Settle back and get to know a little more about our guest author today, Julia London.
Tell us a little bit about your newest novel, A LIGHT AT WINTERâ€™S
This is the third book set in Cedar Springs, following SUMMER OF TWO WISHES and ONE SEASON OF SUNSHINE.
In this book, Hannah Drake has always done everything right: getting married,
having a baby, caring for her mother in her final days, all the while performing
impeccably in a high-level job. Her sister Holly Fisher is the college dropout,
the one who works at a coffee shop and wants to be a songwriter. Then one day
perfect Hannah suddenlyâ€”without explanationâ€”leaves her baby with Holly and
disappears. Holly takes little Mason to the empty family homestead, where she
can stay while she figures out how to take care of a baby and what to do with
this sudden change in her life. It is there she meets Wyatt Clark, a
close-mouthed, handsome cowboy who is mysteriously good with babies. And then,
just as Holly can no longer imagine her life without either Mason or Wyatt,
Hannah returns for her son.
Wyatt Clark was first introduced in SUMMER OF TWO WISHES, where
his wifeâ€™s soldier husband literally came back from the dead, and she was forced
to choose between them.Â That did not go too well for Wyatt, unfortunately.
The three books have all dealt with some serious issues.Â How do you land
on these ideas?Â Â Â
Oh, it is so hard to say.Â Coming up with ideas is a process, just like
writing.Â I never lack for ideas, but they never come to me fully-formed.Â They
usually appear as little kernels of an idea.Â A character, a scene, nothing more
than that.Â I think about them for awhile, grow the idea, shrink the idea, turn
the idea around and put it on its head.Â It takes weeks to really gel.Â I can
only tell you there is an organic process that takes place in my brain that
seems to work for me.Â Â But in this series, the ideas sort of came from events
that I had read about locally, or from people I know.
You write both historical romance and this cross between womenâ€™s fiction
and romance.Â How do you manage to do both?Â
There was a time in my writing life that I would divide the day and work on one
book in the morning, take a break (work out, go for a walk, run errands) and
come back and work on the other.Â I still do that, but now the book deadlines
donâ€™t overlap quite as much as they did, so I tend to be working on one book at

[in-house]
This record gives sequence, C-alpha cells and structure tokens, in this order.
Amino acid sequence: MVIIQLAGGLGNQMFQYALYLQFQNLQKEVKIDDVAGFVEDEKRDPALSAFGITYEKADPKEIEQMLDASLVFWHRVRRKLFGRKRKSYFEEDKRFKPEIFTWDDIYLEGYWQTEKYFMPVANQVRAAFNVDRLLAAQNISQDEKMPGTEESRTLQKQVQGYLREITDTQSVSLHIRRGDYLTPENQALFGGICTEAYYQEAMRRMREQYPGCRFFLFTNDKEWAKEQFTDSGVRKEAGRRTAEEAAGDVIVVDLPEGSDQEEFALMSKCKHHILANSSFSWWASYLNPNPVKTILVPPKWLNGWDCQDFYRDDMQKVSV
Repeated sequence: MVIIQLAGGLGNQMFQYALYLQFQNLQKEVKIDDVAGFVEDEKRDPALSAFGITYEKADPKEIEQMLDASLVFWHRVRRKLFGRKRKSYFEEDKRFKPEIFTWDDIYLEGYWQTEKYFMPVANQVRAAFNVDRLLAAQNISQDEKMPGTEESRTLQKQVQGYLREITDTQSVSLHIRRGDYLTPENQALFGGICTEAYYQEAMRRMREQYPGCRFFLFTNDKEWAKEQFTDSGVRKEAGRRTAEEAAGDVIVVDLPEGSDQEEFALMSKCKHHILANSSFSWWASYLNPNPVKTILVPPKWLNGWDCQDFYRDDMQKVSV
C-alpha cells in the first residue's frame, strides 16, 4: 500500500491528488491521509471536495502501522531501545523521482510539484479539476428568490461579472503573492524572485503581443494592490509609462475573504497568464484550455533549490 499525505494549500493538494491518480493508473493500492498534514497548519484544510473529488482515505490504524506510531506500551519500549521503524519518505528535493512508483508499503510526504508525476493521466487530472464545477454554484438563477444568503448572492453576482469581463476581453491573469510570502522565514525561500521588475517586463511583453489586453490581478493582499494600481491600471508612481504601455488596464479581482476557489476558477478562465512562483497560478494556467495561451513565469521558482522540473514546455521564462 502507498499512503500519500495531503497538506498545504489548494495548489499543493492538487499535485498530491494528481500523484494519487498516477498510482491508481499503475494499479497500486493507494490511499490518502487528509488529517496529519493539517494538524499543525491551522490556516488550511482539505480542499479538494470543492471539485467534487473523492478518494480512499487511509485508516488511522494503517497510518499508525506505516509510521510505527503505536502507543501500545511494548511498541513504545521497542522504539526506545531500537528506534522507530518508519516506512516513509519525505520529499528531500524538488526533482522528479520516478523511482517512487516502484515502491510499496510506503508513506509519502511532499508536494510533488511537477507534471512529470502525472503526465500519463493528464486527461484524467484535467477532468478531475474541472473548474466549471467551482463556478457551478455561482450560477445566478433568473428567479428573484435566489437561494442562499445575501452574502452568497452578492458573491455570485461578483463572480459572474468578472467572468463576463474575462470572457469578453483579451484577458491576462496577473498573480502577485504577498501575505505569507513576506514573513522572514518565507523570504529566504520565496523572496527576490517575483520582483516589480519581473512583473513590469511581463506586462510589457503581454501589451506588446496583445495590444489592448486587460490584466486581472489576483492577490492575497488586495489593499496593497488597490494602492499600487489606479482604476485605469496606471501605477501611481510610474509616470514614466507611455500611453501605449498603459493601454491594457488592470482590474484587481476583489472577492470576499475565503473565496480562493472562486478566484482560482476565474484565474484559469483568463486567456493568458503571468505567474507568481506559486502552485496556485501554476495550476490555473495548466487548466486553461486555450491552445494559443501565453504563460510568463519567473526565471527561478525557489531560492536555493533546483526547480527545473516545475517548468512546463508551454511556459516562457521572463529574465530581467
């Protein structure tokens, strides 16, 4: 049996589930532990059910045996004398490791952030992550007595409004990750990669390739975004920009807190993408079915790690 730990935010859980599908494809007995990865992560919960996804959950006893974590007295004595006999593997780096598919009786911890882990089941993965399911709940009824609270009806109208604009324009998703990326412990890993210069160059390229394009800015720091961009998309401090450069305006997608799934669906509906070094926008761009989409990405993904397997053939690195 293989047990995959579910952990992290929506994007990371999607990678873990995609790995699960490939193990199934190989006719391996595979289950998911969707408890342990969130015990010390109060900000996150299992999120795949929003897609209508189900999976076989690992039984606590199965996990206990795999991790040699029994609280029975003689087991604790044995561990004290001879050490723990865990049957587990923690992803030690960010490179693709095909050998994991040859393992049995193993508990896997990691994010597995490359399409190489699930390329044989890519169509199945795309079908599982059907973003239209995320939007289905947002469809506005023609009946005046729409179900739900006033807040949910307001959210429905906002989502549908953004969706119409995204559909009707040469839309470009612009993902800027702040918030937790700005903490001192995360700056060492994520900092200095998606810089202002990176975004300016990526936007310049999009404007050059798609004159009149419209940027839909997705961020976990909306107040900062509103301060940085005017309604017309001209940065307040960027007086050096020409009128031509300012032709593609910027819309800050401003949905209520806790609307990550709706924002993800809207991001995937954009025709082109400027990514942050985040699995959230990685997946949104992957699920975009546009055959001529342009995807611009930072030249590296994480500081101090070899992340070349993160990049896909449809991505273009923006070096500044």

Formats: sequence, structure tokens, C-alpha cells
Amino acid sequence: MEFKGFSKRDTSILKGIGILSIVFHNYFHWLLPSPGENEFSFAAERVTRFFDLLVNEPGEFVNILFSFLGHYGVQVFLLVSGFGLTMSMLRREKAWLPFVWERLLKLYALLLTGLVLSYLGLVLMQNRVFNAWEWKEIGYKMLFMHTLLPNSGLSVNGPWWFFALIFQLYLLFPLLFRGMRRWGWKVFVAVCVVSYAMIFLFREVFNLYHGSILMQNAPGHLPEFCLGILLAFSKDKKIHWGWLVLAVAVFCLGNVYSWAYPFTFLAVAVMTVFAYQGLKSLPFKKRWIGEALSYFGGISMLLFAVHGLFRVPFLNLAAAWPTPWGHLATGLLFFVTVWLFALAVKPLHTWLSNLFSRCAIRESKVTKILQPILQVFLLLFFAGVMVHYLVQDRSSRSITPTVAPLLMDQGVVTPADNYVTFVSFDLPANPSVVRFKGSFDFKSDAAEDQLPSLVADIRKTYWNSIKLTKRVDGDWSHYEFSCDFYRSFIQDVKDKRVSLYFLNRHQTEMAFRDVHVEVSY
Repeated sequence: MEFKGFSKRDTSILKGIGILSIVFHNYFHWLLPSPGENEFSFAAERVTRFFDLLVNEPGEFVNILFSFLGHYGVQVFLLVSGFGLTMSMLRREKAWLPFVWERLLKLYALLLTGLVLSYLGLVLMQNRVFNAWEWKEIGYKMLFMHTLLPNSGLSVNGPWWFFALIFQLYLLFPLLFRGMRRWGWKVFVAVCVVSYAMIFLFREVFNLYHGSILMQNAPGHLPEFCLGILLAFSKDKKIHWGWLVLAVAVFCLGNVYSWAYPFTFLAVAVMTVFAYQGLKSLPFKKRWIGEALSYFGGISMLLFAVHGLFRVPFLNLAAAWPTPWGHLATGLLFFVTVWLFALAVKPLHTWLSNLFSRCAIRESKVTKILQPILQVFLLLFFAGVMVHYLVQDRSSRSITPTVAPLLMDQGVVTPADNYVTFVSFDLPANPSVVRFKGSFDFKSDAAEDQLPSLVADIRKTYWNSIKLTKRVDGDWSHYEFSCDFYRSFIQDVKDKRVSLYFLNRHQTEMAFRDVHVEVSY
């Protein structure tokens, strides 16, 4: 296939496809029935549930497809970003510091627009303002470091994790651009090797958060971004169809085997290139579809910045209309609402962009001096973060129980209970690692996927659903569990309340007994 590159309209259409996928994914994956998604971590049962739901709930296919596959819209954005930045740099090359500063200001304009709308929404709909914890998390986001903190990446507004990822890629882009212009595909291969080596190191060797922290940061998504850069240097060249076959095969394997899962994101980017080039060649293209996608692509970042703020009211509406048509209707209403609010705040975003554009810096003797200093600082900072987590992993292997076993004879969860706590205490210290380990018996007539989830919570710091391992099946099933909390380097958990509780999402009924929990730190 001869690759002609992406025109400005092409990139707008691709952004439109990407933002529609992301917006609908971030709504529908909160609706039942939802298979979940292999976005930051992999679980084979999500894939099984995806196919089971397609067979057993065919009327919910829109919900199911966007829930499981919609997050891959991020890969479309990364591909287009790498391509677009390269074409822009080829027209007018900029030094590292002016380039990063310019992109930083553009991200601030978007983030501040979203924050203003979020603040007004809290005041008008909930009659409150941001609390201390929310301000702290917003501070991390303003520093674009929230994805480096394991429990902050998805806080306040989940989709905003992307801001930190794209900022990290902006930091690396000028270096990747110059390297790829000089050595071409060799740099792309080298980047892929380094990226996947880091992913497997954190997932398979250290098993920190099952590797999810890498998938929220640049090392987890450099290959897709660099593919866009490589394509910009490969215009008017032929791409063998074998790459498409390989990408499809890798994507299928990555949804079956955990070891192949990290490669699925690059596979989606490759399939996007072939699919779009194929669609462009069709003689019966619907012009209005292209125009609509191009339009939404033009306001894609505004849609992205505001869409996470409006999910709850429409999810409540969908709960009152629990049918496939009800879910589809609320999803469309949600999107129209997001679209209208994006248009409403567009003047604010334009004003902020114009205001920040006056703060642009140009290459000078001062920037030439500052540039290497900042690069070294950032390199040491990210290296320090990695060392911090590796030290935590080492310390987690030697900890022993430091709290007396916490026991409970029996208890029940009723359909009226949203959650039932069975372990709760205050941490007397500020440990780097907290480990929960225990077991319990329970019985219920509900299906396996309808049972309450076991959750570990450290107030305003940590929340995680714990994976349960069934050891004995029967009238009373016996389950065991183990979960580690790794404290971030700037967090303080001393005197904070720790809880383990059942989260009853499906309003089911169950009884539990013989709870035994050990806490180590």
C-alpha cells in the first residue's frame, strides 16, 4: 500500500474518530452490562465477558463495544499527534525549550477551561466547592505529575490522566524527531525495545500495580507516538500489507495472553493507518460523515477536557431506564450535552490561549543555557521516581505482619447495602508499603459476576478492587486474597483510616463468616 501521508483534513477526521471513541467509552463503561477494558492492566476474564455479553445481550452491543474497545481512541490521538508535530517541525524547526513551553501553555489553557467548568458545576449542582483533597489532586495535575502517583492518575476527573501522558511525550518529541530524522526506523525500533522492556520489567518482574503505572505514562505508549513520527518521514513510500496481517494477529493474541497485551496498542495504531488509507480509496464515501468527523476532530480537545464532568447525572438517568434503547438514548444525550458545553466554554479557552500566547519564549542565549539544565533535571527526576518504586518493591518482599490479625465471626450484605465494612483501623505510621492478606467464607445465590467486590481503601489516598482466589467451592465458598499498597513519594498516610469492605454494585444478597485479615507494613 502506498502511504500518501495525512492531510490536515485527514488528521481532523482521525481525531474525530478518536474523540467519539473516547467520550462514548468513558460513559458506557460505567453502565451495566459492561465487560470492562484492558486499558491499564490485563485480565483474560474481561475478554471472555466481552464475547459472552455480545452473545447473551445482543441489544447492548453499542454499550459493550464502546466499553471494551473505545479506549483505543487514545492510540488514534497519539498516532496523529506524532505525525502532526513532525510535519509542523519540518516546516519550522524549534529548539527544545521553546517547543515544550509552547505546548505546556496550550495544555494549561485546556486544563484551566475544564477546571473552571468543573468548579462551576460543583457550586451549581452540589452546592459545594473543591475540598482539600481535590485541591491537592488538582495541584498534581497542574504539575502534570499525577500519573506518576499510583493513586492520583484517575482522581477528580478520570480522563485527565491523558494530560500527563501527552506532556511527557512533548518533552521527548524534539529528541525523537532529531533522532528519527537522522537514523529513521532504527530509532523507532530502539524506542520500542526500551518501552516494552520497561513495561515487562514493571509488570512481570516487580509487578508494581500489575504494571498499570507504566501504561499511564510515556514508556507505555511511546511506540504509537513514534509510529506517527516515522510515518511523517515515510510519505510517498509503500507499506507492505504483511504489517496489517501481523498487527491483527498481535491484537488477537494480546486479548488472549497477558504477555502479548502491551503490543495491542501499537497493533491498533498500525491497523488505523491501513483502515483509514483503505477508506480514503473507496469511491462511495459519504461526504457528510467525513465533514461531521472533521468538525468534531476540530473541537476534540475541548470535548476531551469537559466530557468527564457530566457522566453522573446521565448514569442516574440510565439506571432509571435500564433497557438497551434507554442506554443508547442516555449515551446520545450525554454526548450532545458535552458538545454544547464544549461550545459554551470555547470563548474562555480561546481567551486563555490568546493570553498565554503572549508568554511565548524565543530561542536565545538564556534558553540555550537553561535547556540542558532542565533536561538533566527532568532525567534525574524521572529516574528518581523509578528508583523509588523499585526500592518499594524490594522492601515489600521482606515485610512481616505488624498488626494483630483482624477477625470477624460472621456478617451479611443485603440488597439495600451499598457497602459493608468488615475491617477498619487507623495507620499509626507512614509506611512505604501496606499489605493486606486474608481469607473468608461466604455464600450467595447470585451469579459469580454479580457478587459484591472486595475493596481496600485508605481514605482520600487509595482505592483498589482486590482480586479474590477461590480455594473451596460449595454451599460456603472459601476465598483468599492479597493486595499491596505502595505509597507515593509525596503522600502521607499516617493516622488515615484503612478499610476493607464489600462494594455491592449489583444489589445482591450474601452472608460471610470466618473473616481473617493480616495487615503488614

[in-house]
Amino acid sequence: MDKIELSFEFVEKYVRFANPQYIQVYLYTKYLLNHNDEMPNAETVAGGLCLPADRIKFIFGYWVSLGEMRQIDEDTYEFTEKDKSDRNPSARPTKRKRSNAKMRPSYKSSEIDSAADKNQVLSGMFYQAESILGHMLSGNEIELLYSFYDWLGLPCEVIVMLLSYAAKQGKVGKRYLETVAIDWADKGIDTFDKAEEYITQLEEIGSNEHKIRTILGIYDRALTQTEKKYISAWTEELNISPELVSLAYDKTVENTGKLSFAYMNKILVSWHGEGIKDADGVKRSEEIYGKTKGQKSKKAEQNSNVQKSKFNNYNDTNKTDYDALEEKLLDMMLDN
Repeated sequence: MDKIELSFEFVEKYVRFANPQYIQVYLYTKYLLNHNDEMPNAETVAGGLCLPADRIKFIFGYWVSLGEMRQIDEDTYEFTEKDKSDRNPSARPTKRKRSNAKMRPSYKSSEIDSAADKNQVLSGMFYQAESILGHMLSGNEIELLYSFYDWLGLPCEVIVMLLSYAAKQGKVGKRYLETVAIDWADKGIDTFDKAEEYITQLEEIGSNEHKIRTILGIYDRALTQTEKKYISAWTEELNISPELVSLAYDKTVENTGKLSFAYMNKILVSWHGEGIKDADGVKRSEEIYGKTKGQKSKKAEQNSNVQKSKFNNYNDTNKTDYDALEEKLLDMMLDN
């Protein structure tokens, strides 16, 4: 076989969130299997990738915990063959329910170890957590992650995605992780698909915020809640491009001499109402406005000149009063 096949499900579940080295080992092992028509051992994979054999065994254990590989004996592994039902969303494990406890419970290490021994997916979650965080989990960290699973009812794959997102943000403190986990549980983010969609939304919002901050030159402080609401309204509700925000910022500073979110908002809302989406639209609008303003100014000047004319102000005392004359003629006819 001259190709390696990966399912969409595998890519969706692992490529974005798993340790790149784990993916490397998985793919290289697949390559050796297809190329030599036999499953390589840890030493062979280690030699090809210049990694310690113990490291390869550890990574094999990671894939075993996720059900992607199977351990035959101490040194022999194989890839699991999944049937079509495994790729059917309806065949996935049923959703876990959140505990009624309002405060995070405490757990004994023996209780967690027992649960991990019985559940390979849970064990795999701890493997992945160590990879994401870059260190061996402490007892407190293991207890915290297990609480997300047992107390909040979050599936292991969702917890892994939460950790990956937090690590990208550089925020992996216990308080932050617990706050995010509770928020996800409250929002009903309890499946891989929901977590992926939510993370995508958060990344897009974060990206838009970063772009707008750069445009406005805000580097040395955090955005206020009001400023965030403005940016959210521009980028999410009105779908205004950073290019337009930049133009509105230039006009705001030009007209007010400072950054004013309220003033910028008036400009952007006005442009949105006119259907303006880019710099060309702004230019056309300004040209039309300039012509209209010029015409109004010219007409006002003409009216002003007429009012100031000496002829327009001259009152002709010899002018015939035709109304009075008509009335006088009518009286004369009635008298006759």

a time.Â As for dividing my brain, itâ€™s not difficult for me at all.Â I think
itâ€™s like having multiple projects at work, or multiple subjects to study in
school.Â Somehow, you learn to focus on the task at hand.
What do you think about the rise of the ebook and the fall of bookstores?Â
Do you have any words of wisdom for other authors or readers?
No, none, LOL!Â I think its all going to shake out, but we are definitely riding
the wave of the sea change now.Â The way books are delivered to readers will
change, but there is one thing I feel very certain aboutâ€”women will always want
to read romance.Â They may be reading it in a different way, it may even be
interactive, but they will always want to read it.Â And I want to write it.Â So
I will keep writing if everyone keeps reading.
You have written over twenty books.Â Do you have a personal favorite?
Not really.Â I guess the first one, THE DEVILâ€™S LOVE, will
always be special to me because it was my first.Â But I love the idea of every
book I write.Â I donâ€™t know if I love my execution so much, but I love my ideas,
Here at Fresh Fiction, we read a variety of genres.Â Whatâ€™s the last book
you read?Â Whatâ€™s on your TBR pile?
The last book I read was my bookclubâ€™s pick:Â MAJOR PETTIGREWâ€™S LAST
STAND.Â Itâ€™s really a cute, fun read.Â I am currently reading Barbara O'Nealâ€™s HOW TO BAKE A PERFECT
LIFE.Â On my TBR pile, I have Lisa Scottoline LOOK AGAIN, Lisa Genovaâ€™s LEFT NEGLECTED, Gary Shteyngart's SUPER SAD TRUE LOVE STORY,
and Jennifer Eganâ€™s A VISIT FROM THE GOON
What is your favorite romance novel?
There are so many I canâ€™t choose!Â I will always love Kathleen Woodiwissâ€™s books
from my teen years.Â She introduced me to romance with those sweeping Civil War
novels (why arenâ€™t there civil war romances anymore?), and then Julie Garwood and Judith McNaught, who
brought me back to romance many years later.Â There are so many really good
romance authors now itâ€™s hard to choose just one book.
Last question, Julia.Â When will we know what happened to Lily, who ends
the book on a cliffhanger in YEAR OF LIVING
Early next year!Â The next two books come out back to back early in 2012.Â I
didnâ€™t think the gap would be quite so long when I wrote that cliffhanger
ending, but I have learned my lesson.Â Never end on a cliffhanger without a
set-in-stone pub date!
15 comments posted.
It was really nice to read an interview blog for a change. I'm quite anxious to read Julia's new book. I love the storyline, and must confess that I'm new to this series. My apologies. I'm doing my best to get caught up with all of the authors.
(Peggy Roberson 12:03pm February 24, 2011)
I have not read any of Julia's contemporary romances, but I have read all of her historicals. I think I'll have to check out the contempary romances soon!
(Marguerite Guinn 12:10pm February 24, 2011)
I have to keep adding to my To Be Read pile... pretty soon, I'll need a new house - just to keep them all !
(Cate Sparks 2:57pm February 24, 2011)
Julia is one of those no-brainer picks. You put the book in your buggy before you've even thought of it. There aren't that many that I come by so I sometimes do the little squeal that catches attention. Wish I could read it today, but I must wait until the weekend at the earliest. TGIF!!!
(Christina Harrison 12:20pm February 25, 2011)